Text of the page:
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Original article
peer-reviewed

A Comprehensive Assessment of Vascular and Nonvascular Risk Factors Associated with Migraine



Abstract

Introduction: Migraine is a chronic disabling neurological disease, with an estimated expense of $15-20 million/year. Several studies with a small number of patients have studied risk factors for migraine such as cardiovascular disorders, stroke, smoking, demographic, and genetic factors but this is the first comprehensive study for evaluation of vascular and nonvascular risk factors. It is important to evaluate all the risk factors that help to prevent the healthcare burden related to migraine. 

Methodology: We performed a retrospective cross-sectional analysis of the Nationwide Inpatient Sample (NIS) (years 2013-2014) in adult (>18-years old) hospitalizations in the United States. Migraine patients were identified using ICD-9-CM code to determine the demographic characteristics, vascular, and nonvascular risk factors. Univariate analysis was performed using the chi-square test and a multivariate survey logistic regression analysis was performed to identify the prevalence of the risk factors and evaluate the odds of prevalence of risk factors amongst migraine patients compared to nonmigraine patients, respectively.

Results: On weighted analysis, after removing missing data of age, gender and race, from years 2013 to 2014, of the total 983,065 (1.74%) migraine patients were identified. We found that younger (median age 48-years vs. 60-years), female (82.1% vs. 58.5%; p<0.0001), white population (76.8% vs. 70.5%; p<0.0001), and privately insured (41.1% vs. 27.4%; p<0.0001) patients were more likely to have migraine than others. Cerebral atherosclerosis, diabetes mellitus, ischemic heart disease, atrial fibrillation, and alcohol abuse were not significantly associated with migraine. Migraineurs had higher odds of having hypertension [odds ratio (OR): 1.44; 95% confidence interval (CI): 1.43-1.46; 44.49% vs. 52.84%], recent transient ischemic attack (TIA) (OR: 3.13; 95%CI: 3.02-3.25; 1.74% vs. 0.67%), ischemic stroke (OR: 1.40; 95%CI: 1.35-1.45; 2.06% vs. 1.97%), hemorrhagic stroke (OR: 1.11; 95%CI: 1.04-1.19; 0.49% vs. 0.46%), obesity (OR: 1.46; 95%CI: 1.44-1.48; 19.20% vs. 13.56%), hypercholesterolemia (OR: 1.33; 95%CI: 1.30-1.36; 5.75% vs. 5.54%), substance abuse (OR: 1.51; 95%CI: 1.48-1.54; 7.88% vs. 4.88%), past or current consumption of tobacco (OR: 1.40; 95%CI: 1.38-1.41; 31.02% vs. 27.39%), AIDS (OR: 1.13; 95%CI: 1.04-1.24; 0.33% vs. 0.41%), hypocalcemia (OR: 1.09; 95%CI: 1.03-1.14; 0.77% vs. 0.89%), and vitamin D deficiency (OR: 1.93; 95%CI: 1.88-1.99; 2.47% vs. 1.37%) than patients without migraine. Female patients were at a higher risk of migraine (OR: 3.02; 95%CI: 2.98-3.05) than male.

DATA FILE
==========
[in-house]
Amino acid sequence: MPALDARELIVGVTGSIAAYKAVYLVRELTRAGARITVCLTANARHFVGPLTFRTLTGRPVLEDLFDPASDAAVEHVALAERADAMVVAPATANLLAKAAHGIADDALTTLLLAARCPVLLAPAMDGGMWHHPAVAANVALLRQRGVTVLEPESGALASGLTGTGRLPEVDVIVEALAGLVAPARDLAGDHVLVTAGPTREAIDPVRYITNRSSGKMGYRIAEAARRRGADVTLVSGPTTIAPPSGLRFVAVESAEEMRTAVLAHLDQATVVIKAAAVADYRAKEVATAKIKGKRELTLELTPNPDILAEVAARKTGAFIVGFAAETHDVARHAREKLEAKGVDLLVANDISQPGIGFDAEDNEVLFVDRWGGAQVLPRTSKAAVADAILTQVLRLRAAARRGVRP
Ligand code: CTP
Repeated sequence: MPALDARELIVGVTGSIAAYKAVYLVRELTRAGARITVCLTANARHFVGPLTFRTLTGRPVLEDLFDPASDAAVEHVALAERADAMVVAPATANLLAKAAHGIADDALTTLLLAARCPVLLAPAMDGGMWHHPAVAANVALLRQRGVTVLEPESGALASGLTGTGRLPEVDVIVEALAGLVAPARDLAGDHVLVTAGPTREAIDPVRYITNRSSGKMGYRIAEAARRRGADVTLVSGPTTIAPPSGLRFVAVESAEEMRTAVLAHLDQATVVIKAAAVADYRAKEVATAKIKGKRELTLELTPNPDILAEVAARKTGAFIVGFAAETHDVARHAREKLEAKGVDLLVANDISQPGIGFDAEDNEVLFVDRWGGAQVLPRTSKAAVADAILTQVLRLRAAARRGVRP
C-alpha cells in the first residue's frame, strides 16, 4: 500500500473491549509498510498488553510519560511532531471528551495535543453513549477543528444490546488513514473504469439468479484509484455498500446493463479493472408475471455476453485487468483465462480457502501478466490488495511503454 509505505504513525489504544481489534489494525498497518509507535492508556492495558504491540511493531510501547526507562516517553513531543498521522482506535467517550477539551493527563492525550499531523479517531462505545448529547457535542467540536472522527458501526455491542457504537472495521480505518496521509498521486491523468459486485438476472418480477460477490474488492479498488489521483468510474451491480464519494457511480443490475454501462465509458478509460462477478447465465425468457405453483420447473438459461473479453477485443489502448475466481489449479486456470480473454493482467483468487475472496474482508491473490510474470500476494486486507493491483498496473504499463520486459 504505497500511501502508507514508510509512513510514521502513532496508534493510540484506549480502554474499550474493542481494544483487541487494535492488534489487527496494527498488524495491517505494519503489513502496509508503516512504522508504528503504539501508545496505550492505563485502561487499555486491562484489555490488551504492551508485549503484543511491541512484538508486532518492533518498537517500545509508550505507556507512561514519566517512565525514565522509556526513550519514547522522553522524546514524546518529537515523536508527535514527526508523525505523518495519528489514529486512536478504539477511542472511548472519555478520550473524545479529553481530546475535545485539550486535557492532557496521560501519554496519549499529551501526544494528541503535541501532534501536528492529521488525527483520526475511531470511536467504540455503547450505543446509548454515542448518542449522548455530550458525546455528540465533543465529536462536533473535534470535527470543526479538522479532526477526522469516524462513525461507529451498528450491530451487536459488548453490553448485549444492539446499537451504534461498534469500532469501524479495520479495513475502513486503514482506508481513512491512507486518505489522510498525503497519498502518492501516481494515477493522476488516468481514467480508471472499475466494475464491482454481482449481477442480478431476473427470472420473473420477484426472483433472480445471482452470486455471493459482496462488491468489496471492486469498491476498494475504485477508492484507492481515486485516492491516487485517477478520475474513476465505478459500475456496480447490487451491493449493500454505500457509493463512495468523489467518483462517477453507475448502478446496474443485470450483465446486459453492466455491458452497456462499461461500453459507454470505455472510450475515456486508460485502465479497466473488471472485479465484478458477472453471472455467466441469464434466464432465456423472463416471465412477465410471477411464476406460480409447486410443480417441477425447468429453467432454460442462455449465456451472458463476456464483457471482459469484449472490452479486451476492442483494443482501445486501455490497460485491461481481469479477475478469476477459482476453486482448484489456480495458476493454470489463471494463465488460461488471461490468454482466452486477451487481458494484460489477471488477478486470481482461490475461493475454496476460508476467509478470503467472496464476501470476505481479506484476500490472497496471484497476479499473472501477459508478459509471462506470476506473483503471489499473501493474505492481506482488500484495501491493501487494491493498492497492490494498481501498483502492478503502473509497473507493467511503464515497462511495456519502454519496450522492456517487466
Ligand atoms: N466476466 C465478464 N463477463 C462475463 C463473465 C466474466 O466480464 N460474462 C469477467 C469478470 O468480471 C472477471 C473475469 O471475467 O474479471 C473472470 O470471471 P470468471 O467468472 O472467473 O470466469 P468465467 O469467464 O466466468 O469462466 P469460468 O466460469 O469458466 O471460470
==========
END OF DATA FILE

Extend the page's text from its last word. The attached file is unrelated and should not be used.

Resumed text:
Conclusion: In this study, we have identified significant risk factors for migraine hospitalizations. Early identification of these risk factors may improve the risk stratification in migraine patients. 

Introduction

Migraine is a primary headache disorder that impacts about one-fifth of the general population of the United States, and females are three to four times more frequently affected than males [1-3]. Estimates of the incidence of chronic migraine worldwide vary from 0% to 5.1%, with most general population surveys reporting a prevalence of 1.4%-2.2% [4]. Migraine impacts 12% of adults in the United States, making this disease a predominant concern for many patients and their physicians [5]. Thus, the disability caused by diseases such as migraine has become a major cause of the global burden of public health and socioeconomic expenses.